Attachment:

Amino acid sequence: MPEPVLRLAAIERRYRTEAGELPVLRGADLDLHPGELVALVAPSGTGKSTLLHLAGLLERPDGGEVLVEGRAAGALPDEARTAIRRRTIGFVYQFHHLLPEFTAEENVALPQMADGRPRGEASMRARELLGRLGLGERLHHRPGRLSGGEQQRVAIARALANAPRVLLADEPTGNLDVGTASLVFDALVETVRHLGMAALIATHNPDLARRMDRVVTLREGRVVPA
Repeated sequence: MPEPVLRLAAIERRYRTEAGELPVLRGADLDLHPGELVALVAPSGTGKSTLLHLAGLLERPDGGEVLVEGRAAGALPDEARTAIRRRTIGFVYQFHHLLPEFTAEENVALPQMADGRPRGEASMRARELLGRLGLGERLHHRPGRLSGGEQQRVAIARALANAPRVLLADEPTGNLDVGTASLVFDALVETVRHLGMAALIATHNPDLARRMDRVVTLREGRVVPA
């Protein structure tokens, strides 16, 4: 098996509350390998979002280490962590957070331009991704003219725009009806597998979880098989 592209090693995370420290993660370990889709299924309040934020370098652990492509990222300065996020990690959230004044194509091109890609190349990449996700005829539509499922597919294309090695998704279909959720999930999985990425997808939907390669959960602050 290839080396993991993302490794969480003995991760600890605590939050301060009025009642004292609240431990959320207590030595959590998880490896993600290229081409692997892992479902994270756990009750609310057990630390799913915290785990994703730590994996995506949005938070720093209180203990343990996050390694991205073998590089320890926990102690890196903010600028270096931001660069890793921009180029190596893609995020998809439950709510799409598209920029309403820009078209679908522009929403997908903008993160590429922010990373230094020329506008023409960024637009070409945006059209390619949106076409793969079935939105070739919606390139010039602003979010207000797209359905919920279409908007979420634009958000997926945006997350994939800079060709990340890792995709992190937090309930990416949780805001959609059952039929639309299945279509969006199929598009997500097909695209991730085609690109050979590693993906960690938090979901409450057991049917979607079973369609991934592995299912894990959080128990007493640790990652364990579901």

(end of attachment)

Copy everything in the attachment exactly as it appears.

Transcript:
Amino acid sequence: MPEPVLRLAAIERRYRTEAGELPVLRGADLDLHPGELVALVAPSGTGKSTLLHLAGLLERPDGGEVLVEGRAAGALPDEARTAIRRRTIGFVYQFHHLLPEFTAEENVALPQMADGRPRGEASMRARELLGRLGLGERLHHRPGRLSGGEQQRVAIARALANAPRVLLADEPTGNLDVGTASLVFDALVETVRHLGMAALIATHNPDLARRMDRVVTLREGRVVPA
Repeated sequence: MPEPVLRLAAIERRYRTEAGELPVLRGADLDLHPGELVALVAPSGTGKSTLLHLAGLLERPDGGEVLVEGRAAGALPDEARTAIRRRTIGFVYQFHHLLPEFTAEENVALPQMADGRPRGEASMRARELLGRLGLGERLHHRPGRLSGGEQQRVAIARALANAPRVLLADEPTGNLDVGTASLVFDALVETVRHLGMAALIATHNPDLARRMDRVVTLREGRVVPA
């Protein structure tokens, strides 16, 4: 098996509350390998979002280490962590957070331009991704003219725009009806597998979880098989 592209090693995370420290993660370990889709299924309040934020370098652990492509990222300065996020990690959230004044194509091109890609190349990449996700005829539509499922597919294309090695998704279909959720999930999985990425997808939907390669959960602050 290839080396993991993302490794969480003995991760600890605590939050301060009025009642004292609240431990959320207590030595959590998880490896993600290229081409692997892992479902994270756990009750609310057990630390799913915290785990994703730590994996995506949005938070720093209180203990343990996050390694991205073998590089320890926990102690890196903010600028270096931001660069890793921009180029190596893609995020998809439950709510799409598209920029309403820009078209679908522009929403997908903008993160590429922010990373230094020329506008023409960024637009070409945006059209390619949106076409793969079935939105070739919606390139010039602003979010207000797209359905919920279409908007979420634009958000997926945006997350994939800079060709990340890792995709992190937090309930990416949780805001959609059952039929639309299945279509969006199929598009997500097909695209991730085609690109050979590693993906960690938090979901409450057991049917979607079973369609991934592995299912894990959080128990007493640790990652364990579901």